A sighthound is a breed developed to hunt prey, primarily by sight, and then catch them with a swift pursuit. They are typically long legged with a long sleek physique, carrying little to no body fat. Eyes usually face forward but they have an excellent field of view and a driving instinct to chase moving objects. Breeds include: Greyhounds, Whippets, Saluki, Afghan Hounds, Basenji, Pharaoh Hounds, Deerhounds, Irish Wolfhounds, Borzoi and Ibizian Hounds. There are many other lesser known breeds such as the Sloughi and Azawahk, it seems most countries have at least one native version.
By "registered sighthound", we mean one which is registered with the UK Kennel Club. A foreign born dog registered with the official body in it's own country will also count.
You can read a good description of a meeting here What Happens At A BSFA Lure Coursing Event.
Pretty much. Mostly it is surrounded by hedgerows and stock fencing. There are two exit points at the top which we block off with fencing and one at the bottom of the field which is also blocked off. There is also a fence between the parking area and the coursing field. In ten years we have only had two dogs leave the coursing field (both Afghans). They came into the car parking area and were quickly caught. Generally the lure keeps the dogs happy.
Sighthounds don't usually need much guidance but letting them watch the coursing helps (hang onto the lead!) and sometimes they need a few tries to build up the confidence to run out into the field on their own. If they are youngsters they may benefit from joining the lunch time puppy school.
They will probably not suddenly start chasing. Sighthounds have the instinct to chase anything that moves though so that impulse may already be there. You may find that no carrier bag is safe once they have been lure coursing.
Trials are not scored by the judges although they will generally watch them. To trial a dog you can just turn up on the day. To enter your dog for competition you must first join the BSFA as a member and send your entry and payment in at least 7 days before the meeting.
To some extent, but no more so than letting your dogs run off lead and, depending on where you let them off lead, lure coursing can be safer. However, the dogs will run flat out after the lure and so injuries do occur from time to time. We do as much as we can to minimise them. Making sure your dog is fit to lure course and free of injury beforehand can go a long way to helping avoid injuries. We have two articles for you to read:
A quick guide to fitness to lure course
Muscle Injury Prevention, by Jen Walker (PDF, opens in new window.).>
Yes, if they are from a Kennel Club Breed Rescue. You will find quite a few rescue dogs running with us. We will also allow a sighthound of unknown origin to run with us if two people, considered knowledgeable in the relevant breed, examine the dog and agree that it is a purebred sighthound.
Tell a Committee member that you are interested in training to be a judge. You will need to complete some training sessions with established judges but we have a great training manual which is still developing and also hold judging seminars from time to time.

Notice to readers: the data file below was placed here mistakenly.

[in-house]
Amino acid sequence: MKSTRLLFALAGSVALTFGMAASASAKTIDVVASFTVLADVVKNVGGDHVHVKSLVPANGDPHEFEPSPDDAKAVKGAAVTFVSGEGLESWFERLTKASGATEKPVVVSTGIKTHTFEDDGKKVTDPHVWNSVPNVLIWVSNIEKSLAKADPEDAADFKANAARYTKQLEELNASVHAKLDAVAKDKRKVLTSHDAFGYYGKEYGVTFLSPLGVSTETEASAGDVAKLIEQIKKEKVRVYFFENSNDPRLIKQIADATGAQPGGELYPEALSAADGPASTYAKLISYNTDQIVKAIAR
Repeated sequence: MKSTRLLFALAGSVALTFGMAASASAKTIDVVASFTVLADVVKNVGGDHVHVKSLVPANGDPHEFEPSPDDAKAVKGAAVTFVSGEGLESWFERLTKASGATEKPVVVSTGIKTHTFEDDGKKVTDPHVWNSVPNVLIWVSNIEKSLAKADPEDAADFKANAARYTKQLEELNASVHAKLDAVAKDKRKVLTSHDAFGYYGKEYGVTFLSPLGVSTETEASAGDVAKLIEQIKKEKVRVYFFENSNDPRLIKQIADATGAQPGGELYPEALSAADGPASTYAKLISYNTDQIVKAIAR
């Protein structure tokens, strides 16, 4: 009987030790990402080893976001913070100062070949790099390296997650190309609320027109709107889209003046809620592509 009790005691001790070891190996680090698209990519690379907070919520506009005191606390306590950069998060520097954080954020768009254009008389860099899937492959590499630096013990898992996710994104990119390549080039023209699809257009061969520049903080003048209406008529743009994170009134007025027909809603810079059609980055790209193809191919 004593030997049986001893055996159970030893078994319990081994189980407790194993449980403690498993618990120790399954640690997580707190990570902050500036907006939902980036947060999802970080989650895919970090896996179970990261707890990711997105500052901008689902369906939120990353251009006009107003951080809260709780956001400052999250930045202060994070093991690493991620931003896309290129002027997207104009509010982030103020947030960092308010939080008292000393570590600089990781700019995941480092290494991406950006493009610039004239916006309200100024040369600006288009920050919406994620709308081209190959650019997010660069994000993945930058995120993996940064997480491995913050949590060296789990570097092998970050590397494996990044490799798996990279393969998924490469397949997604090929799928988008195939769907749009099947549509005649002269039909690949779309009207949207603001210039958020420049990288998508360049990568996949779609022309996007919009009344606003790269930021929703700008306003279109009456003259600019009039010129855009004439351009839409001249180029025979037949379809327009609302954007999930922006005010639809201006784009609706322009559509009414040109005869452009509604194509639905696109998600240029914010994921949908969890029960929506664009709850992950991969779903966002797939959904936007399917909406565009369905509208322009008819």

They vary according to ground conditions and a few other factors but on average around 500 yards. A dog between 12 and 18 months old will only run half of the adult course.
Yes, spectators are welcome.
Everyone will help. We have developed a few tactics over the years and are quite used to this. If you have reason to think this will be a problem, let the Field Team know in advance and we can have extra people on the field. Walking over to the finish point as soon as you have slipped your dog gives you the chance to catch them while they are still interested in the lure.
Is your dog an Afghan Hound by any chance? :-) We don't mind as long as they are enjoying themselves.
Muzzles are not compulsory but some wear them for a variety of reasons. There is an article on this here: To Muzzle, Or not to Muzzle?
No, we have some you can borrow at first. You may want to buy your own eventually though. We have links to online retailers which sell jackets here: Shopping Links
Stopper pads stop dogs from damaging their dew claws. This is only an issue on some dogs or breeds of dog and usually it is just the front dew claws that are an issue. You can buy stopper pads but most people just use vet wrap. We advise you to keep your dogs dew claws to a sensible length.
They are the free spirits of the dog world.
Silken Windhounds are an emergent breed from the USA. They are bred inline with the requirements for a new breed. At present they are waiting for recognition by the American Kennel Club at which point they will be eligible to be accepted by the British Kennel Club. Silken Windhounds have been accepted in Solvenia since 2004.
Lakota takes being lurewise to a new level!
Sighthounds carry little to no body fat which helps with cooling. A healthy sighthound should have at least 2 ribs showing.
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